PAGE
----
A dilettante, scholar manqué and artifact collector who may or may not be a member of the Belgian aristocracy reinvents himself in late-19th-century New York, embarking on a career as an international tour guide with the assistance of his devoted American wife.
Arriving in New York in the 1870s, Armand de Potter is an ambitious immigrant who tries his hand at various business schemes before taking a position as a French teacher in an upstate girls school, where he impresses all with his erudition and patrician bearing. There, he meets his future wife, the genteel and competent Amy, whom he rechristens Aimée. The two found De Potter Tours, escorting wealthy American and British tourists to exotic locales, arranging all facets of the experience to minimize inconvenience for the travelers and enlightening them on the finer points of history and the former glories of fallen empires. Meanwhile, Armand seeks out looted antiquities and struggles to be recognized as a scholar and important collector by the academic establishment. His yearning for the approval and respect of high society, and his great fear of being exposed as an intellectual fraud, or worse, have tragic consequences. The story opens with a mention of Armand’s disappearance at sea in 1905, and the rest of the book sets about constructing the intriguing back story and sad aftermath of this calamitous event. Scott (Follow Me, 2009, etc.) builds the tale in layers, providing the perspectives of both the self-mythologizing Armand, who sees no escape from impending financial ruin and ignominy, and the perplexed Aimée as she attempts to come to terms with the sudden loss of her husband and solve the mystery of his disappearance. Though his motives are carefully laid out, Armand remains somewhat unknowable, perhaps by design; Aimée, with nothing to hide, is a more developed and fully realized character.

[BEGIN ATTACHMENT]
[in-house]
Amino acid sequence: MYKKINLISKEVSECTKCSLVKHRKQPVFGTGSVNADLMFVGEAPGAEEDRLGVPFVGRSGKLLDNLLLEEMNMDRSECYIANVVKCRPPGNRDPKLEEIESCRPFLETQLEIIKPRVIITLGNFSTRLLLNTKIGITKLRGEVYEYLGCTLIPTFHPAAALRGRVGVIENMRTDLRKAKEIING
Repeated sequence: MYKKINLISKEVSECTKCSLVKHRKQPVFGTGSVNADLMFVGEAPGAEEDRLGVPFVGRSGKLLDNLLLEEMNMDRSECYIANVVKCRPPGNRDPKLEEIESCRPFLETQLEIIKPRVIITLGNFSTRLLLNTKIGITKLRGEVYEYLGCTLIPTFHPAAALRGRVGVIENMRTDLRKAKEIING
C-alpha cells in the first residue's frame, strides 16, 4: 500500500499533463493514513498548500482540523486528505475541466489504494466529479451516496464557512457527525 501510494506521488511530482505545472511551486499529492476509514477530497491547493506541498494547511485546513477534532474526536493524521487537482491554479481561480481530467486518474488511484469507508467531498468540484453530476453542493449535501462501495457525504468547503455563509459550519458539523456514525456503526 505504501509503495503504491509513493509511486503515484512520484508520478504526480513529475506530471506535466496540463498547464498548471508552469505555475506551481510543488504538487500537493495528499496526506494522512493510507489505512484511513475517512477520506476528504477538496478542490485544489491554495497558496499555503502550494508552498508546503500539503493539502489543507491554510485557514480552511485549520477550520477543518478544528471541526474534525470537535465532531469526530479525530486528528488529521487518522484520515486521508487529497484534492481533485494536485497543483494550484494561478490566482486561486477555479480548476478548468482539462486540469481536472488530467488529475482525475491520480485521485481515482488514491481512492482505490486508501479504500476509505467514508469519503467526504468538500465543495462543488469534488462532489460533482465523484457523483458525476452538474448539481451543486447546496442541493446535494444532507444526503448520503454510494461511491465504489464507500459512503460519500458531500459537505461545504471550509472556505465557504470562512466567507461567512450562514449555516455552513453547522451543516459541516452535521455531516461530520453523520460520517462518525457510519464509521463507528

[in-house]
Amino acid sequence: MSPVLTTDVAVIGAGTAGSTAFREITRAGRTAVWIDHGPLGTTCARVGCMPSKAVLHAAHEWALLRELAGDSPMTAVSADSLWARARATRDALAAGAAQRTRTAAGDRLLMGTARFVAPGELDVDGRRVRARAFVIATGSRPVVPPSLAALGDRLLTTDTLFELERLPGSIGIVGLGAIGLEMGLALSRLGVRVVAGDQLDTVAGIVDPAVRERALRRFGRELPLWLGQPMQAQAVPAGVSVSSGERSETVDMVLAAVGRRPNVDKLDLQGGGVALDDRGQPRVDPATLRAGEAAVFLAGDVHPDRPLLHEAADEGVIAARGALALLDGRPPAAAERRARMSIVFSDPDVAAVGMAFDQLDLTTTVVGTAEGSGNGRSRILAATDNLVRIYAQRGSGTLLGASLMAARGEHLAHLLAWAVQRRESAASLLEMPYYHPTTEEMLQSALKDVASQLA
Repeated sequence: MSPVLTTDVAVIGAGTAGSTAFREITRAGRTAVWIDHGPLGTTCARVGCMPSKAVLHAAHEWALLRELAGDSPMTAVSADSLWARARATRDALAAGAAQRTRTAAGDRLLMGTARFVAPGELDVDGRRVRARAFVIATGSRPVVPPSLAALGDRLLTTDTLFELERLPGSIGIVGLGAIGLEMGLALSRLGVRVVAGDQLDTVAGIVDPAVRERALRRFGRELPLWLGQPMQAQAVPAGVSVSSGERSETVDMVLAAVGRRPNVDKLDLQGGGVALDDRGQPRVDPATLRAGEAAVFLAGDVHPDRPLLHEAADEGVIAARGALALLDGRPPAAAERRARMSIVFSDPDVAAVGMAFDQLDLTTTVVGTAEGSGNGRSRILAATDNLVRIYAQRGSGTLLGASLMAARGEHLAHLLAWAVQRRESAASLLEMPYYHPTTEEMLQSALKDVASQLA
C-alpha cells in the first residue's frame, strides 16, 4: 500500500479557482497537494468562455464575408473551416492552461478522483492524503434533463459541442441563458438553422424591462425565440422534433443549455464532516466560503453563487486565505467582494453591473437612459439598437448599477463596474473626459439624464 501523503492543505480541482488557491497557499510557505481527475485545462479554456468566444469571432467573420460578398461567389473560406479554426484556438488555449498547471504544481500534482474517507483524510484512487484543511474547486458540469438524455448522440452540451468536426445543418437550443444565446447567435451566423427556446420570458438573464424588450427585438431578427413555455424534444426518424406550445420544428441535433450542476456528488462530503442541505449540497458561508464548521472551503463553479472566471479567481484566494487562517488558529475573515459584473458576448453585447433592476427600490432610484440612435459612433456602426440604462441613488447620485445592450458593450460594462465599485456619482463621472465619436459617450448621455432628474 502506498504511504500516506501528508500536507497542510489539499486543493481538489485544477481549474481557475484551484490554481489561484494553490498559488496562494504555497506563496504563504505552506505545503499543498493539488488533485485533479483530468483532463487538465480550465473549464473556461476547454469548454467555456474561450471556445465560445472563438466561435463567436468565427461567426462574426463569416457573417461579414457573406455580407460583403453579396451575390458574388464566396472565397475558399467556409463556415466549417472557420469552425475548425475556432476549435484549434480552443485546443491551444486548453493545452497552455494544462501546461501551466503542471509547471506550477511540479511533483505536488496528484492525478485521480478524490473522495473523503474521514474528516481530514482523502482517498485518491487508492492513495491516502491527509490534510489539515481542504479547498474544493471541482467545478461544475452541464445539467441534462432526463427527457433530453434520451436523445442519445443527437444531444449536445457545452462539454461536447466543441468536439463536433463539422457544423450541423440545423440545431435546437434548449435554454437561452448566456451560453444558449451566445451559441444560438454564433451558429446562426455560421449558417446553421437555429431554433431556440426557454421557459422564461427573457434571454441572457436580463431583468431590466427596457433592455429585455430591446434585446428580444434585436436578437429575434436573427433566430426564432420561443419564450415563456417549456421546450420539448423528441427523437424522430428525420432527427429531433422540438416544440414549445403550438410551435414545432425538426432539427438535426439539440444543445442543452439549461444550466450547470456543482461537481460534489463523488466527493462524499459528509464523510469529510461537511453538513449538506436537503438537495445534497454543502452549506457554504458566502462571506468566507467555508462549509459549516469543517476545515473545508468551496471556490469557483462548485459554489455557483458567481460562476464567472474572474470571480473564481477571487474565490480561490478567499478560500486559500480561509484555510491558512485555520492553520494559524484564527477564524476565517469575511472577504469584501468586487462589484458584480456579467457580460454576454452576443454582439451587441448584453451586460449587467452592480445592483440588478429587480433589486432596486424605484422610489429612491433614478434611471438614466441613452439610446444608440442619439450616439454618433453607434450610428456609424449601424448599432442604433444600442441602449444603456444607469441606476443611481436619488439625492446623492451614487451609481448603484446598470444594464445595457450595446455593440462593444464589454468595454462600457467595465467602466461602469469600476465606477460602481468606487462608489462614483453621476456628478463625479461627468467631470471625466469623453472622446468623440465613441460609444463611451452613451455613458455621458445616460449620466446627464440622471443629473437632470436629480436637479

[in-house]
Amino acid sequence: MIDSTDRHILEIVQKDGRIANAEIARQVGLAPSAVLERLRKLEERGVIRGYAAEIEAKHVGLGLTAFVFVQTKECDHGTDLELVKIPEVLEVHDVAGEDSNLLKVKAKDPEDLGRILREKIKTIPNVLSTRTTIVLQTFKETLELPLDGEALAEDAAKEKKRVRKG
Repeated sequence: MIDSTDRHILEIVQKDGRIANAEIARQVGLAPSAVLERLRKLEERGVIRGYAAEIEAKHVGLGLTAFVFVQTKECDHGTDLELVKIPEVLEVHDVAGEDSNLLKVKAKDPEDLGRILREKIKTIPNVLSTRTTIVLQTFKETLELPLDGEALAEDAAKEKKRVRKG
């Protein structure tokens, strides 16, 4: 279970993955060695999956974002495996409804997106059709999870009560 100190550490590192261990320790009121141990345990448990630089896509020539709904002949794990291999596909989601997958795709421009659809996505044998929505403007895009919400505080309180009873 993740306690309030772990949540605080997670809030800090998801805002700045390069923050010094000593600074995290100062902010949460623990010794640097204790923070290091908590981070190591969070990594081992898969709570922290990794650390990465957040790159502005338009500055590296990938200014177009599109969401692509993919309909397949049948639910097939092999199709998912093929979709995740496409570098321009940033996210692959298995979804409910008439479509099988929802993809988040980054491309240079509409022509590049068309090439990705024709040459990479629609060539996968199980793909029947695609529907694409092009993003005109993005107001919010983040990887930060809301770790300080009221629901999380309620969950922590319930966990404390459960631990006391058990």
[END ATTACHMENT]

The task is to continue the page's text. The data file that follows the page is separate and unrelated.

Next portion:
Scott has crafted an understated, atmospheric historical novel as well as an artful mystery set in an era of steamer ships and steam trains, when tourism was new and world travel was a glamorous and sometimes-perilous adventure.